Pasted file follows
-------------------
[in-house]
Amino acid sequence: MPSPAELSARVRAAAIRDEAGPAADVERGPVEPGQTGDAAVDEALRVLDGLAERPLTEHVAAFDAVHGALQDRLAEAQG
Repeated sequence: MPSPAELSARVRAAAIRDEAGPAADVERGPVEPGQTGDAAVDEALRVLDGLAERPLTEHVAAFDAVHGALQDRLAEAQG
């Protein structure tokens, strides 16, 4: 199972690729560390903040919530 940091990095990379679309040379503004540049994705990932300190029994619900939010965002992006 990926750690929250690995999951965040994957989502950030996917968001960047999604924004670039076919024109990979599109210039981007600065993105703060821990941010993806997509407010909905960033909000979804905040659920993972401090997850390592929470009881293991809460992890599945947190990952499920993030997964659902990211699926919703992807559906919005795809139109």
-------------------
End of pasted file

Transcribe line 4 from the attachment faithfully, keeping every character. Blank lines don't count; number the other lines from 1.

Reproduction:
């Protein structure tokens, strides 16, 4: 199972690729560390903040919530 940091990095990379679309040379503004540049994705990932300190029994619900939010965002992006 990926750690929250690995999951965040994957989502950030996917968001960047999604924004670039076919024109990979599109210039981007600065993105703060821990941010993806997509407010909905960033909000979804905040659920993972401090997850390592929470009881293991809460992890599945947190990952499920993030997964659902990211699926919703992807559906919005795809139109």